Contaminants of emerging concern, like pharmaceuticals, cleaning products and microfibers, pose risks to the Nation’s drinking waters and aquatic life, but they are often excluded from monitoring programs and published water quality standards. Two new projects recently funded by Sea Grant aim to enhance research and monitoring efforts for this class of chemicals and materials while strengthening strategies to reduce their presence in aquatic environments.
In the Great Lakes, Illinois-Indiana Sea Grant will lead the development of a regional research competition on the impact of per- and polyfluoroalkyl substances (PFAS), to better understand the risk, exposure and remediation of these environmental contaminants. PFAS compounds can persist in the environment and drinking water as “forever chemicals”, and they negatively impact human and animal health. The regional research competition will address challenges such as how to effectively communicate risk of PFAS exposure in vulnerable communities, identify behaviors that limit risk of PFAS exposure or negative impacts or quantify economic impacts of suggested PFAS remediation practices. A key component of funded research will be to collaborate with at least one Great Lakes region Sea Grant partner to support outreach activities that engage underserved communities and State or Tribal agencies, sharing research results across the Great Lakes region and beyond.
In the Southeast U.S., the South Carolina Sea Grant Consortium will lead an investigation of the drivers of aquatic contaminants of emerging concern in South Carolina, Georgia and Florida and inform the development of potential mitigation solutions. The program will execute a competitive research program supported by a gap and network analysis, an advisory committee of community experts, and a blended research model of academic faculty, students, state agency representatives, community leaders and extension specialists to carry out research and outreach activities. Topics to be addressed related to contaminants of emerging concern could include prevalence, transport and interactive effects, climate change impacts and human health effects from seafood consumption. In the final year of the project, Sea Grant’s Community Engaged Interns will participate in the development and implementation of outreach activities for pertinent stakeholders.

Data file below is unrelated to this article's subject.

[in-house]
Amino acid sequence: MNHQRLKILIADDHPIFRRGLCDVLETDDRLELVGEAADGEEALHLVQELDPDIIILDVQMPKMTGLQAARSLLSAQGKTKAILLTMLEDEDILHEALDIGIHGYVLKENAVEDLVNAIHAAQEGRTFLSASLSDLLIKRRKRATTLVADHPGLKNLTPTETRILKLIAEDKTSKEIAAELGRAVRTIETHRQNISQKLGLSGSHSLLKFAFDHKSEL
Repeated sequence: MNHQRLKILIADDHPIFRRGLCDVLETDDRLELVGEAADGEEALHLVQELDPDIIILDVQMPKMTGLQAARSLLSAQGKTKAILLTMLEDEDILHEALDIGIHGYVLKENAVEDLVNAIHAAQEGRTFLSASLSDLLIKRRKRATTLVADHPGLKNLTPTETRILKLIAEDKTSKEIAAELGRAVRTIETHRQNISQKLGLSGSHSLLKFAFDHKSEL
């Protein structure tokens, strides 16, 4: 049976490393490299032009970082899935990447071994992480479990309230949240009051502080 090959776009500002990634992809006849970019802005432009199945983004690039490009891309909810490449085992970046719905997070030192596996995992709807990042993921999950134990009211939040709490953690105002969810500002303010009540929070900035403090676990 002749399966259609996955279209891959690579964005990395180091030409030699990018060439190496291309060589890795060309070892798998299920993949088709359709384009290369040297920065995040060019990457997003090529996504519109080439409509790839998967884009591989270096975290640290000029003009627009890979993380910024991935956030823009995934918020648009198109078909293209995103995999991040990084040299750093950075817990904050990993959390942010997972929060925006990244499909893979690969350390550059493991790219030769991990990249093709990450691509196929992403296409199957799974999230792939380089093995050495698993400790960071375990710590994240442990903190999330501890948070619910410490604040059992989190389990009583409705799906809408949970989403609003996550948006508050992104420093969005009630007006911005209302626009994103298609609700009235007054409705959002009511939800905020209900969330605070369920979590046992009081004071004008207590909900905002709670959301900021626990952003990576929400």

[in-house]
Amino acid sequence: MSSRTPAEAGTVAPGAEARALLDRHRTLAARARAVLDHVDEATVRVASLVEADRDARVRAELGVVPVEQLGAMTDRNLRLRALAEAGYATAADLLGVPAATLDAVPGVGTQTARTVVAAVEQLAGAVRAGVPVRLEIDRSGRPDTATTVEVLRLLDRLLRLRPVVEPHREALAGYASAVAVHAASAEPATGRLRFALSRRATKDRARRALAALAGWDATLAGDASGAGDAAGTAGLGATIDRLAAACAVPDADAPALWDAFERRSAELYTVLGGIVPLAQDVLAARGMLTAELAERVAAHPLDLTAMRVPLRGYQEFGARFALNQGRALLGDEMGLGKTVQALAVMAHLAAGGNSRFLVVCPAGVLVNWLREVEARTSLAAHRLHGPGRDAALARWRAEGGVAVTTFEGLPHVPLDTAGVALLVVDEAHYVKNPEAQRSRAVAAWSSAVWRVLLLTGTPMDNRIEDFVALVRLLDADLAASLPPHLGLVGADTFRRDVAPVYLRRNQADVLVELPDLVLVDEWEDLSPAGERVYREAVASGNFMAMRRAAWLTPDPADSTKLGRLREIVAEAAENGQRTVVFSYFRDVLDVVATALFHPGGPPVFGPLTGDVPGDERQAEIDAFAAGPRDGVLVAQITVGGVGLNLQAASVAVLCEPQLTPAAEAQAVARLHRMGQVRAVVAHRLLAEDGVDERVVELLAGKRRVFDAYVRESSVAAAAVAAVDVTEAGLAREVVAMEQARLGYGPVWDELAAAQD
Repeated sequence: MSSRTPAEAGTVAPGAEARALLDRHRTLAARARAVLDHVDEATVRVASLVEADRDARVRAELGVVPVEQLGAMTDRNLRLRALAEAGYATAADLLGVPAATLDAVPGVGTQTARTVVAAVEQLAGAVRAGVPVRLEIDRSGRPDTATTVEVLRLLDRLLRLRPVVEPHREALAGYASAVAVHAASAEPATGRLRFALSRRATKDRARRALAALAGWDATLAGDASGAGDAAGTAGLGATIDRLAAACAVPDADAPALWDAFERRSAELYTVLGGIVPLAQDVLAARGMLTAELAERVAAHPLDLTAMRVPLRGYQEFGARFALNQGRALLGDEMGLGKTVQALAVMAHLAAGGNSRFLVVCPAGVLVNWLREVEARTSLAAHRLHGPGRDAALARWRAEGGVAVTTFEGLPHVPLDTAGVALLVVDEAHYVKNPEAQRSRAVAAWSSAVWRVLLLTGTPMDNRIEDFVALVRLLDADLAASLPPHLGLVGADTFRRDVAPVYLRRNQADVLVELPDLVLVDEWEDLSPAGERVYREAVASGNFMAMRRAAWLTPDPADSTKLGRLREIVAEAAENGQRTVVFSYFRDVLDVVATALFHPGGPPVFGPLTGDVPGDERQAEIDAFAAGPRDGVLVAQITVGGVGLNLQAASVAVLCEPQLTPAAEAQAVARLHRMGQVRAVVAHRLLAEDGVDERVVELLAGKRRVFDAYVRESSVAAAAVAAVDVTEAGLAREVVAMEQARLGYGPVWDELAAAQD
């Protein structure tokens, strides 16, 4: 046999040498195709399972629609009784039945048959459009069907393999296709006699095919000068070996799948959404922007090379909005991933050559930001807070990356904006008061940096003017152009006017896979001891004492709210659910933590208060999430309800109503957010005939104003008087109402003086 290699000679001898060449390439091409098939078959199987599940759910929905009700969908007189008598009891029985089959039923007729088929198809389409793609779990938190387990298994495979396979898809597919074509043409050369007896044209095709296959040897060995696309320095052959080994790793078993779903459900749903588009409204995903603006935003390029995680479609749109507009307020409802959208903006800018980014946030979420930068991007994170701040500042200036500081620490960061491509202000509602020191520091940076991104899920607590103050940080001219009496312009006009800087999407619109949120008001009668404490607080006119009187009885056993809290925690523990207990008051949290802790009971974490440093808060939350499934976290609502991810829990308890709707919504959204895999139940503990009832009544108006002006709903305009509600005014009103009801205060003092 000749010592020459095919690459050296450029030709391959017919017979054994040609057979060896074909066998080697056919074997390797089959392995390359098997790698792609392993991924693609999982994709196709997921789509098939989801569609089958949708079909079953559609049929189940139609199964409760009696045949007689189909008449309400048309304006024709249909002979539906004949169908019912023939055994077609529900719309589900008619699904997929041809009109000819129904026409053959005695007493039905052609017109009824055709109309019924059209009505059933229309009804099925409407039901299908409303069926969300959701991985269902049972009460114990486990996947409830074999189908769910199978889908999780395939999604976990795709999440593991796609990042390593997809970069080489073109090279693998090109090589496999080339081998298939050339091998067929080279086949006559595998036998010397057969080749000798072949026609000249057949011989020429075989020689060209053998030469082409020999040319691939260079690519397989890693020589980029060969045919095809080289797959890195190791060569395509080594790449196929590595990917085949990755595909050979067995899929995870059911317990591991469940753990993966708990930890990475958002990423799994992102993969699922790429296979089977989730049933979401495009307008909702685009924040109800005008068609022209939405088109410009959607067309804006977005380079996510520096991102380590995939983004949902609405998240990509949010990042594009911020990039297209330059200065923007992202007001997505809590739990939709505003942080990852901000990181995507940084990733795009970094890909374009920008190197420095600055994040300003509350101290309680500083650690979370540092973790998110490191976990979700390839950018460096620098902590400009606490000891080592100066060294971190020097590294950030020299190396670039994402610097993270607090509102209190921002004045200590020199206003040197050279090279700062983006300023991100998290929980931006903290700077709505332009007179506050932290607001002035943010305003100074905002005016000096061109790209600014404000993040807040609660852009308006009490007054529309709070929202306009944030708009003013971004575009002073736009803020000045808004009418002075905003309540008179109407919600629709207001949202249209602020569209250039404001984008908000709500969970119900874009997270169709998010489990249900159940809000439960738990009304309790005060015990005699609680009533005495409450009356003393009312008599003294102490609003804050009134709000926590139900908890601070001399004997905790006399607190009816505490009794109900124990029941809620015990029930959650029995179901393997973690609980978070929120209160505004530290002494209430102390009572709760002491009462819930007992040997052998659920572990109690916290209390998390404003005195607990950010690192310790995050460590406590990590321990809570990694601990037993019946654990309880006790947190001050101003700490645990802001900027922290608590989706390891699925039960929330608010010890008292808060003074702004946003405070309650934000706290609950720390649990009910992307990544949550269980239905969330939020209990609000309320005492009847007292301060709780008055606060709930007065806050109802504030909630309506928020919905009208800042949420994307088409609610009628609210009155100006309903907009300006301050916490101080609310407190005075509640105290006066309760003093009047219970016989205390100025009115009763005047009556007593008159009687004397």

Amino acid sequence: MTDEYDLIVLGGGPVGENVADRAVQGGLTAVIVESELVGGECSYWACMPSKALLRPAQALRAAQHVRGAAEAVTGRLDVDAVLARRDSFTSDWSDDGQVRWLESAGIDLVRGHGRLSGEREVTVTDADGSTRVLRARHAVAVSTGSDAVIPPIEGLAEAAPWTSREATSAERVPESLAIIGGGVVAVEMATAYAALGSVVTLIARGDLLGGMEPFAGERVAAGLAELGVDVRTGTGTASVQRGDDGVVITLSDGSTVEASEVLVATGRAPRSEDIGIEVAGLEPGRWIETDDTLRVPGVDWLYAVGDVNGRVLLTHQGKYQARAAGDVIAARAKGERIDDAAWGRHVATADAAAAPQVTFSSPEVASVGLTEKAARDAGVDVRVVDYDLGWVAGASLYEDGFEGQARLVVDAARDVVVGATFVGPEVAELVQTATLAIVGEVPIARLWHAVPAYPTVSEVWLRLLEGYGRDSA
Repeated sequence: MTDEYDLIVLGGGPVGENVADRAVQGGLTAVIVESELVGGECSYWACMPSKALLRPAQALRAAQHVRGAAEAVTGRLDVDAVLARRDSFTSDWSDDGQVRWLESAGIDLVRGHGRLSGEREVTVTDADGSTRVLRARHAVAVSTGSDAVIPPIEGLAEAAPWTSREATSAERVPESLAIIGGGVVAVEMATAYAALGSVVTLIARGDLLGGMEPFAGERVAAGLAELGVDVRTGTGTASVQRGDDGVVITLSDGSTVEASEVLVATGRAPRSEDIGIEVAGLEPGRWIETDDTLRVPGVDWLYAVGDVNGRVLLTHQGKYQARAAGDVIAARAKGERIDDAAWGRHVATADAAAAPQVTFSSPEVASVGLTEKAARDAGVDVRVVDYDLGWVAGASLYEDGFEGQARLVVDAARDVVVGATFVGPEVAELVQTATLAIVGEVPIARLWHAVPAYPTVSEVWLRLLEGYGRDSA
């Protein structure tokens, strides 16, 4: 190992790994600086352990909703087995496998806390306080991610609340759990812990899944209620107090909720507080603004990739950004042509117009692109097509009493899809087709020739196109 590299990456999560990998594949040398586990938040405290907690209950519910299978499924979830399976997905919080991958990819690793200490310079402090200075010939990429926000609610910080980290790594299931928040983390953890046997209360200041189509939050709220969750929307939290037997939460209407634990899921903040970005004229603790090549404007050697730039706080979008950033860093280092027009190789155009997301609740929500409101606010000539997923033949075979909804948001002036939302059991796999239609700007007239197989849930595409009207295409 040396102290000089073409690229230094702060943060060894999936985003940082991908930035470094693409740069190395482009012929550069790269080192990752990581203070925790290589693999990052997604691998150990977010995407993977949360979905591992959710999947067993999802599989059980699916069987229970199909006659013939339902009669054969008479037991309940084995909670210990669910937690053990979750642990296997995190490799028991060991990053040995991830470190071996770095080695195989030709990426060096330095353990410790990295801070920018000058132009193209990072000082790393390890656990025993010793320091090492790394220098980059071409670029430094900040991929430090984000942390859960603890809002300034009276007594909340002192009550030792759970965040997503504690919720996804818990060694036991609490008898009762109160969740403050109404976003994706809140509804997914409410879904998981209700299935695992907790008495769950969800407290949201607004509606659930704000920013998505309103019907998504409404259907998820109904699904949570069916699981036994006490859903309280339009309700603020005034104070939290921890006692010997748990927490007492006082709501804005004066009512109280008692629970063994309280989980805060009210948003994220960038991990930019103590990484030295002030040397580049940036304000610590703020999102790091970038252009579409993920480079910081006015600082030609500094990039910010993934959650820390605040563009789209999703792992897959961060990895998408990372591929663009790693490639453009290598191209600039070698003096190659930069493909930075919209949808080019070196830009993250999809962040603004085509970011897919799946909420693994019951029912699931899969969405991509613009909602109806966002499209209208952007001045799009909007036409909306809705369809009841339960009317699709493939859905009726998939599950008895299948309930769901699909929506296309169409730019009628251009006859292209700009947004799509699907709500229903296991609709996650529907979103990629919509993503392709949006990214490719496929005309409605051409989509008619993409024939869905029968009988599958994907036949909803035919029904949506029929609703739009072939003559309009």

Both projects will receive a combined total of approximately $900,000 in federal funding over three years and require at least 50 percent in non-federal matching funds.
Sea Grant’s work in contaminants of emerging concern is supported in part by congressional direction and appropriations from fiscal years 2022 and 2021. Funding from 2021, supported a nationwide scoping campaign to identify how the National Sea Grant College Program’s expertise in contaminants of emerging concern can be most effectively leveraged. Connecticut Sea Grant published the resulting national framework in May 2022. The program is also in the process of executing an Atlantic coast regional research competition on contaminants of emerging concern with 2021 funds.
To learn more about Sea Grant’s work in Healthy Coastal Ecosystems visit this page.